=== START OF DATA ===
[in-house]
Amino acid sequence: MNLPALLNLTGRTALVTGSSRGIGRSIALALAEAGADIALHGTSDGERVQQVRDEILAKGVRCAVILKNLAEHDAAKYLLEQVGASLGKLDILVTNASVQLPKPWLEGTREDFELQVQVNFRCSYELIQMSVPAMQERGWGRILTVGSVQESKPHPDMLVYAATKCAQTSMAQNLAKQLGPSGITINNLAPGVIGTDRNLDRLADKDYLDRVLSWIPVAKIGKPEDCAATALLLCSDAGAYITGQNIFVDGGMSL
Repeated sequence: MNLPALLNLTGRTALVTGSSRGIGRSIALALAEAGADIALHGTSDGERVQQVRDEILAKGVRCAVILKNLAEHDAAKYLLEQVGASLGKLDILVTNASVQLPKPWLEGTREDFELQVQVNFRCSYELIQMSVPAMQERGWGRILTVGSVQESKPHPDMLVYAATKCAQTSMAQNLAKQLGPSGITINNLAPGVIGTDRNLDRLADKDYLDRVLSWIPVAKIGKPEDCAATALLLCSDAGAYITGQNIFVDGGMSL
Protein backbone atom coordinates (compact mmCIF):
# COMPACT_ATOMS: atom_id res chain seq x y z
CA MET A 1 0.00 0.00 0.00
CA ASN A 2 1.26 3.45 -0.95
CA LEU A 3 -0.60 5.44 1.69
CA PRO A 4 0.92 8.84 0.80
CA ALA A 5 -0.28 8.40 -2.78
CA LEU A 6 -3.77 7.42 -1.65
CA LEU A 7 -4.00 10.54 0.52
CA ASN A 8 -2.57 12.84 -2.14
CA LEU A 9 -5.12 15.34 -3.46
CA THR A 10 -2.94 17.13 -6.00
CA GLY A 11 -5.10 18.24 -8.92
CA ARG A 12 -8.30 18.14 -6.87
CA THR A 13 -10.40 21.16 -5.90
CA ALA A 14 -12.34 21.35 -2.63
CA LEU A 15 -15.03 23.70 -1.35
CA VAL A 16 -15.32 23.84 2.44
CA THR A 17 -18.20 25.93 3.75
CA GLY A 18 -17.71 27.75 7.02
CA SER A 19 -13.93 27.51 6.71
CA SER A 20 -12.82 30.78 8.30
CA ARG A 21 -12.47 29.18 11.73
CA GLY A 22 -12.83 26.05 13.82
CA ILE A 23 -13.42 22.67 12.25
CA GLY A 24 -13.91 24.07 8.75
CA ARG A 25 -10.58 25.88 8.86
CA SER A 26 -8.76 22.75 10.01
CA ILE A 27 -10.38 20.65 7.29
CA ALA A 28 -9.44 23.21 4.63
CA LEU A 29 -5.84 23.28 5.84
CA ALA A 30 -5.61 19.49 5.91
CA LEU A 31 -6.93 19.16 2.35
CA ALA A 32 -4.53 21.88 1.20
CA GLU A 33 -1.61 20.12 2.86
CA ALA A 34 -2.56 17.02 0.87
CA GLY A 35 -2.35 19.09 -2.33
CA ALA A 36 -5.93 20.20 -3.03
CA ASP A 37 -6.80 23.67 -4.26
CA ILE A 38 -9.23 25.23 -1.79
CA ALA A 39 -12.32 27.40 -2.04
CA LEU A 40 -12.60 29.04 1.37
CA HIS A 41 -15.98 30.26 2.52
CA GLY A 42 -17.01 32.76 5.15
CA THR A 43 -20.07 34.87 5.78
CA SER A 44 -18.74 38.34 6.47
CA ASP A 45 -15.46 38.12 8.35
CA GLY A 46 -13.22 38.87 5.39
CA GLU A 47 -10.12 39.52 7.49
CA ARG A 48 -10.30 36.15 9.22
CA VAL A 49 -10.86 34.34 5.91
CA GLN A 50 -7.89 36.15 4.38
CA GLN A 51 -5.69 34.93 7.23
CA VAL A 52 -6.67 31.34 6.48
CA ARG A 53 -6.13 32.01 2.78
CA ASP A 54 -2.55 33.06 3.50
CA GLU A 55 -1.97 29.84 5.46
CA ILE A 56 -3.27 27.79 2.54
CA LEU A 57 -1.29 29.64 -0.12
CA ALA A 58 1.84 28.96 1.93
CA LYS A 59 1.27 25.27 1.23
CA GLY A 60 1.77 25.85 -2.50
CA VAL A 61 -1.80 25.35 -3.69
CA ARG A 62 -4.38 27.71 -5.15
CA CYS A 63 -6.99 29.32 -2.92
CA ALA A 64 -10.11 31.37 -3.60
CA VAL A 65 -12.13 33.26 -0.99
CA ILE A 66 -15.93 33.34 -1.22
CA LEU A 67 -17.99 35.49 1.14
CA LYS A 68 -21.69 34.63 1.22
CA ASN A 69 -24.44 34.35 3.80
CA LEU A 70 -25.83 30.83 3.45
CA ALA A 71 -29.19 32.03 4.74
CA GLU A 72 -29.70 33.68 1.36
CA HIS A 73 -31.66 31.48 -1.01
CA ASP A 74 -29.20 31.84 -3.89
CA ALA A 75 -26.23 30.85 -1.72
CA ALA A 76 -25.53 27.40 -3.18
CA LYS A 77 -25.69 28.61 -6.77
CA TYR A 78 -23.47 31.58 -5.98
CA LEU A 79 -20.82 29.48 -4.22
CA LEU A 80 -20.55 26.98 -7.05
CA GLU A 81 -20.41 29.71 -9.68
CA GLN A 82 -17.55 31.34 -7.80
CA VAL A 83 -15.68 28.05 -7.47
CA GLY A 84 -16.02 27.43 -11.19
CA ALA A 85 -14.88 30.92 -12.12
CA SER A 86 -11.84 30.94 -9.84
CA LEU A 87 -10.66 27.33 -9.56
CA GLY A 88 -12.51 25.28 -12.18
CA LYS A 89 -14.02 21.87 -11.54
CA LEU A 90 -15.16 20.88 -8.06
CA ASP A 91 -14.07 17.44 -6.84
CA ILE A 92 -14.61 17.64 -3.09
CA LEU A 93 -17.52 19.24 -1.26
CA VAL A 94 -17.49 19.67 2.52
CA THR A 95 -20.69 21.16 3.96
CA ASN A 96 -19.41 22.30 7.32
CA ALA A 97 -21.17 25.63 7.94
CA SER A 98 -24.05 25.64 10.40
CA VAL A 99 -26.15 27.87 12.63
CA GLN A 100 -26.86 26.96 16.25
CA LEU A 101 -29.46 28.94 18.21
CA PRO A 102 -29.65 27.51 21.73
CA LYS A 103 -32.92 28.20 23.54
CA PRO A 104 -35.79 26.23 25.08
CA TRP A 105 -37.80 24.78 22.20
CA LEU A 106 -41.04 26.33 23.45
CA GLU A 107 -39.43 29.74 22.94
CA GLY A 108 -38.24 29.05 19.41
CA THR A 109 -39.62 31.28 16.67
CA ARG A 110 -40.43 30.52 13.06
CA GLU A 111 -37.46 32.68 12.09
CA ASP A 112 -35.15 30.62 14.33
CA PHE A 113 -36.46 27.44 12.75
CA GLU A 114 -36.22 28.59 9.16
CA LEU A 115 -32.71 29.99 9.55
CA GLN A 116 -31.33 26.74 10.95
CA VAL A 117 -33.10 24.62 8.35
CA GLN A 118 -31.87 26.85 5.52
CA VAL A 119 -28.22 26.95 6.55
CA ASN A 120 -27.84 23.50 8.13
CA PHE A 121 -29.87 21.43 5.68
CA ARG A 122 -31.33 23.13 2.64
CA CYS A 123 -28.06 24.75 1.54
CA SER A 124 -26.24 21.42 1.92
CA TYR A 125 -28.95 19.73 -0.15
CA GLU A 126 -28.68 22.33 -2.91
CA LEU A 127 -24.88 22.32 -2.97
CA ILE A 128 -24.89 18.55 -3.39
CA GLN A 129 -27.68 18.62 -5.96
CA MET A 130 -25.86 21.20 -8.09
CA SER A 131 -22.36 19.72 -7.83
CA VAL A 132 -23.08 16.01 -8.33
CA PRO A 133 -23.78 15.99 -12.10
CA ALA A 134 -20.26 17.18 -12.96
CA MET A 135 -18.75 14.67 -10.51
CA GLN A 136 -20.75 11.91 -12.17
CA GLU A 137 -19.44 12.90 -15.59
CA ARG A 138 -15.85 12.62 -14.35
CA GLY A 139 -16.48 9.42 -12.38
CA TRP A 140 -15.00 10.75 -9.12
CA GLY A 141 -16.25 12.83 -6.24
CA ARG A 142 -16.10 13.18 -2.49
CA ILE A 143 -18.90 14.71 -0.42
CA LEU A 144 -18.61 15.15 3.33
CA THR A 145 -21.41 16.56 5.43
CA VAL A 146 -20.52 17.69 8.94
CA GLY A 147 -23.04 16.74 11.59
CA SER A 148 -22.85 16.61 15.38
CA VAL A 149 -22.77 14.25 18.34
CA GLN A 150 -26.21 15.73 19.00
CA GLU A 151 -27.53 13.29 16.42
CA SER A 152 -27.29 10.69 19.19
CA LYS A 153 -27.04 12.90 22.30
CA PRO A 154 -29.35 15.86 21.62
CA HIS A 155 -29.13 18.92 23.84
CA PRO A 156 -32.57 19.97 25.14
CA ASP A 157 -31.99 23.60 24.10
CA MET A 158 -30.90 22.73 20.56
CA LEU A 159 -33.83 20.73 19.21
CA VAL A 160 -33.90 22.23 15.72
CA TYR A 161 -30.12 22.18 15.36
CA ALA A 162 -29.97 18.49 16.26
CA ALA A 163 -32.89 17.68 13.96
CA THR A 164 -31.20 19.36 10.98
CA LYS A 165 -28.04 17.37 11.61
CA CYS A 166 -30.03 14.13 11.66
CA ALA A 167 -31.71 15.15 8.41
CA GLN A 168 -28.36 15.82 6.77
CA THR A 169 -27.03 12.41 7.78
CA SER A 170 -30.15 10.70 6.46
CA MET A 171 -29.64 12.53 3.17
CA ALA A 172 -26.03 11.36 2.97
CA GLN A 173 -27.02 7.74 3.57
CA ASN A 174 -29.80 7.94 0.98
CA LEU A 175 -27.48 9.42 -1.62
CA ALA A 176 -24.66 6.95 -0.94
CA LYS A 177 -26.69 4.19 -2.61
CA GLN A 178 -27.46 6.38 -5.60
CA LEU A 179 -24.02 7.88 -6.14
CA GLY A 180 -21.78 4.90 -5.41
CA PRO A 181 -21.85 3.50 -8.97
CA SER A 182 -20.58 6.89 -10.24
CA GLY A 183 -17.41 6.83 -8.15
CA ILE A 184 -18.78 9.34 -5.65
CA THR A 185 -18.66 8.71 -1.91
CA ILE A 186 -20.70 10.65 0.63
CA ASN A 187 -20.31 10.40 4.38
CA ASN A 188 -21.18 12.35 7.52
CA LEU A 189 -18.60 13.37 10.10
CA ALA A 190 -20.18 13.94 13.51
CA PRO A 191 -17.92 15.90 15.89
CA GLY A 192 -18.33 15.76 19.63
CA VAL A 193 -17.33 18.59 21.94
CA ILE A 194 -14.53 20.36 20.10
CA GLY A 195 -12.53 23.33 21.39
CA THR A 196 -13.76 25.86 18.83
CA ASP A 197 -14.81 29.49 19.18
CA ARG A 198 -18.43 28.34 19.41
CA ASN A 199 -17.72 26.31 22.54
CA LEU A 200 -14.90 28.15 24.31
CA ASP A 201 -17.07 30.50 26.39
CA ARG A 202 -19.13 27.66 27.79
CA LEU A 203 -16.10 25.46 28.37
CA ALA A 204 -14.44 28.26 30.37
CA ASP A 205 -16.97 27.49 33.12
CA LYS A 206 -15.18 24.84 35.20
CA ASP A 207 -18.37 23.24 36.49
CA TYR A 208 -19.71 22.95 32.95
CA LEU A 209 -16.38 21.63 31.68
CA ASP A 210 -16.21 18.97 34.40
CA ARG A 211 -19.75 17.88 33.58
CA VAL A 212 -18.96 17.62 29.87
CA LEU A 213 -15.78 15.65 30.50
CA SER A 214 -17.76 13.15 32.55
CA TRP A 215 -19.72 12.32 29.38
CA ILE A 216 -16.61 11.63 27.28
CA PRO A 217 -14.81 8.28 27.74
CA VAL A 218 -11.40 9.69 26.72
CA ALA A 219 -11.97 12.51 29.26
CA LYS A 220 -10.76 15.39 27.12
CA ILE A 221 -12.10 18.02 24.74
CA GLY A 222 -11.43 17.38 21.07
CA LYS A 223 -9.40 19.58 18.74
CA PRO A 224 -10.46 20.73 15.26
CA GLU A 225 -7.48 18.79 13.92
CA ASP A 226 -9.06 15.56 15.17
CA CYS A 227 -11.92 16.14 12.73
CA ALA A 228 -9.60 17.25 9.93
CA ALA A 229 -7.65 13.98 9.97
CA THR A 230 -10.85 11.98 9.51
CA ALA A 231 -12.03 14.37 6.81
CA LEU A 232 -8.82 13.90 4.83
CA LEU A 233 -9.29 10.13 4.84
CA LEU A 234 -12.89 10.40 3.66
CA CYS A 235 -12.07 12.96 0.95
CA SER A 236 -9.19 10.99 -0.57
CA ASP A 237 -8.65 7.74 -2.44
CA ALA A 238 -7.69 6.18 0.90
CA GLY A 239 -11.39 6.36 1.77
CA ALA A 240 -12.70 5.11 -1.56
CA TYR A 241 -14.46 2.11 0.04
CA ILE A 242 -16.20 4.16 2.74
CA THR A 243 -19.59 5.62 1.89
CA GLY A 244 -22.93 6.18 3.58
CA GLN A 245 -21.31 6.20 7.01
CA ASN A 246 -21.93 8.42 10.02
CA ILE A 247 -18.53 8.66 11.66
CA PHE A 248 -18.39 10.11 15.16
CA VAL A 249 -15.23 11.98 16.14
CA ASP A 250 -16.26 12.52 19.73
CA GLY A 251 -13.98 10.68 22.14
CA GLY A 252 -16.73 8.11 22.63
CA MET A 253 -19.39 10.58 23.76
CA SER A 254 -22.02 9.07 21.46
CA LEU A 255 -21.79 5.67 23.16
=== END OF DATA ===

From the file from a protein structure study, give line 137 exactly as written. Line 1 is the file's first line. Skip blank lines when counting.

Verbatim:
CA VAL A 132 -23.08 16.01 -8.33